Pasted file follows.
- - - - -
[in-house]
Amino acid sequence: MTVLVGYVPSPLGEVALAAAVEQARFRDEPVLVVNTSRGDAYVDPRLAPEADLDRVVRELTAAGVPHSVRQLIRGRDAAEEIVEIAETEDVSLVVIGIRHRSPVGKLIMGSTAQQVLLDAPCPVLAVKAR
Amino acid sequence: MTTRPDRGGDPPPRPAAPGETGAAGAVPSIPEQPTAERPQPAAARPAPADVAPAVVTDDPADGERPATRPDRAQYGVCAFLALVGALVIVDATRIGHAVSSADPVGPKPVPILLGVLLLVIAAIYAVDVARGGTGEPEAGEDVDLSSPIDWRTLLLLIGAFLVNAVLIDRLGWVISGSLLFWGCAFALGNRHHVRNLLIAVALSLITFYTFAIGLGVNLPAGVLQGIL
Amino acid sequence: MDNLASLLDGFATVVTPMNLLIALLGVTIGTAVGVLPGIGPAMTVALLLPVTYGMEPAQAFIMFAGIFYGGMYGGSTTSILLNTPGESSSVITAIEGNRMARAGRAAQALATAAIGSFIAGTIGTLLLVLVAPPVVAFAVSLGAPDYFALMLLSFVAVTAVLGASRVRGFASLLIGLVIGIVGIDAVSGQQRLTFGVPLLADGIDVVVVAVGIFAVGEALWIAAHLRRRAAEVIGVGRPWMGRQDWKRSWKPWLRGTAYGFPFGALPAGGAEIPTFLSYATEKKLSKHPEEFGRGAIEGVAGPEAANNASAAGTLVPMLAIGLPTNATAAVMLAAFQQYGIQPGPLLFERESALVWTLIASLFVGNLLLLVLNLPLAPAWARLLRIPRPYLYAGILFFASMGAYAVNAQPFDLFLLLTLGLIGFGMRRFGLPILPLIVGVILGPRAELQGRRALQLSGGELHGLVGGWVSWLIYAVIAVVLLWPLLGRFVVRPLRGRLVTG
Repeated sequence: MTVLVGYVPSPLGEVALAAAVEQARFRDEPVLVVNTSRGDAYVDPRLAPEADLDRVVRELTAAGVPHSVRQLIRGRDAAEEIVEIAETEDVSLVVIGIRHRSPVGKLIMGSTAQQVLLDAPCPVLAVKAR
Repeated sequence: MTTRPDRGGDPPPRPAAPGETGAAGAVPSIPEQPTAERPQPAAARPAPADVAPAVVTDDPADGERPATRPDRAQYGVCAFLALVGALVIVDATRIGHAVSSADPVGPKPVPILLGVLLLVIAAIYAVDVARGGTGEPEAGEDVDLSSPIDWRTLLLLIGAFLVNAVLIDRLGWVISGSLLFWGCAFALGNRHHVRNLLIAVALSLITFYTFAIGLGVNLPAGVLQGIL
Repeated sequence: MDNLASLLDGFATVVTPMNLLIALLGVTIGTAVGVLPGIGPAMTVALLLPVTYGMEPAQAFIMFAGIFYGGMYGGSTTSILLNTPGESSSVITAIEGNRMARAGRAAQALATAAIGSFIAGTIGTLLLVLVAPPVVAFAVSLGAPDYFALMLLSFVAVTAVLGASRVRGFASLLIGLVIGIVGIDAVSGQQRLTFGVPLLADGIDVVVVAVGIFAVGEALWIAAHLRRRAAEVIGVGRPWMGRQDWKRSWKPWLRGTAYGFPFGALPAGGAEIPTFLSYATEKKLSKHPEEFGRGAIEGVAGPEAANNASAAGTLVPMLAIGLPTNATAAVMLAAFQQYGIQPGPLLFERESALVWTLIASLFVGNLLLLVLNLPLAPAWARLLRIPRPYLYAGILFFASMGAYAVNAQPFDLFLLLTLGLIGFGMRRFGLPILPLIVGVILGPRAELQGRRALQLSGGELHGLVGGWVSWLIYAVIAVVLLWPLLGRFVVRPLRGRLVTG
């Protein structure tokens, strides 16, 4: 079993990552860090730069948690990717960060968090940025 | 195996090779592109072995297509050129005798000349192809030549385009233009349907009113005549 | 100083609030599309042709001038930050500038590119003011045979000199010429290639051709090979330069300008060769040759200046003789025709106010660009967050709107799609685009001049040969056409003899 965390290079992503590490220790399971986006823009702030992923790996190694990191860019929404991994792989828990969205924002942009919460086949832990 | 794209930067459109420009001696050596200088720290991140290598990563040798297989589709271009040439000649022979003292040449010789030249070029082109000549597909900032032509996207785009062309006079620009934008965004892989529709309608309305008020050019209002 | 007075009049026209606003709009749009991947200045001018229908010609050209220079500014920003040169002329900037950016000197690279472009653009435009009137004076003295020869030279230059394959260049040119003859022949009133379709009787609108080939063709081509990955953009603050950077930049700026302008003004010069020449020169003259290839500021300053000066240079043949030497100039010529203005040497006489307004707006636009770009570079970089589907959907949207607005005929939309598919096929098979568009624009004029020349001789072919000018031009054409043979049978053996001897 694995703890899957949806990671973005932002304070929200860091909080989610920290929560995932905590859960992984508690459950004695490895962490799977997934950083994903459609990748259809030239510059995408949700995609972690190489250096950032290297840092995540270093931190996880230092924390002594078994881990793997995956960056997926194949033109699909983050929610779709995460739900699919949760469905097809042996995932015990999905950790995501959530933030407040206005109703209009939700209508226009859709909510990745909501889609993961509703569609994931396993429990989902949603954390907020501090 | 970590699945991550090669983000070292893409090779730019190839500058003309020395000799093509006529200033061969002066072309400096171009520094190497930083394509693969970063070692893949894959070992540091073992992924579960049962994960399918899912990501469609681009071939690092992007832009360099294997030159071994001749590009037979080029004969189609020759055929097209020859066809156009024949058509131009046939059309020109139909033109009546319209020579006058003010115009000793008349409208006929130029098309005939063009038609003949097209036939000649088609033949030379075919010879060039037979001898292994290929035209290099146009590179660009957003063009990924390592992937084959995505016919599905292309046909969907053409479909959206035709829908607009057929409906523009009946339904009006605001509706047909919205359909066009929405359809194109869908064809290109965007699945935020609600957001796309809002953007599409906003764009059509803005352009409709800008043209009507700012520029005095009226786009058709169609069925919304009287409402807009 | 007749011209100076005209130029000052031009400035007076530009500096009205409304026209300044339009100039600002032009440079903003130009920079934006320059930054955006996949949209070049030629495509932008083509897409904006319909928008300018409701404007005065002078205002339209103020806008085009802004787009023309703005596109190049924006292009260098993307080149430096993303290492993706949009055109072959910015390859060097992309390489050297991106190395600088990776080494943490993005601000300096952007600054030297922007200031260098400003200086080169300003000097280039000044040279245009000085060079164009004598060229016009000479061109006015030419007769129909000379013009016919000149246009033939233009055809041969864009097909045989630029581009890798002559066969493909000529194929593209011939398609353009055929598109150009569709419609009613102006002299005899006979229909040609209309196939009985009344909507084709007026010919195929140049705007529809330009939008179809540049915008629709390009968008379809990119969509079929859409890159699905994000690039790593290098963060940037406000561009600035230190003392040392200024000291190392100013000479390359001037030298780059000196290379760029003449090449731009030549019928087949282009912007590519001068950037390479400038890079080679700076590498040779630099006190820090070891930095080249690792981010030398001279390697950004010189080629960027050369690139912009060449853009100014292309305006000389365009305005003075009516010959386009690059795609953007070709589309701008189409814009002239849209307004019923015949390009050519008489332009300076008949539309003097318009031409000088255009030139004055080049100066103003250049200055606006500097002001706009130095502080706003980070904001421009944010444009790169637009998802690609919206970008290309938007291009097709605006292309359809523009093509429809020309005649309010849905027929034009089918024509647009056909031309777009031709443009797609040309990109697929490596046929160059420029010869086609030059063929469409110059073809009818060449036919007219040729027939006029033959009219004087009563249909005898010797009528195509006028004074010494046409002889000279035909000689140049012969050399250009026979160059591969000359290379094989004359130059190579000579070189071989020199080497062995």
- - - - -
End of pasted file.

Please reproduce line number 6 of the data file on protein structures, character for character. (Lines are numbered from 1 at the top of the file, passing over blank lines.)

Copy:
Repeated sequence: MTTRPDRGGDPPPRPAAPGETGAAGAVPSIPEQPTAERPQPAAARPAPADVAPAVVTDDPADGERPATRPDRAQYGVCAFLALVGALVIVDATRIGHAVSSADPVGPKPVPILLGVLLLVIAAIYAVDVARGGTGEPEAGEDVDLSSPIDWRTLLLLIGAFLVNAVLIDRLGWVISGSLLFWGCAFALGNRHHVRNLLIAVALSLITFYTFAIGLGVNLPAGVLQGIL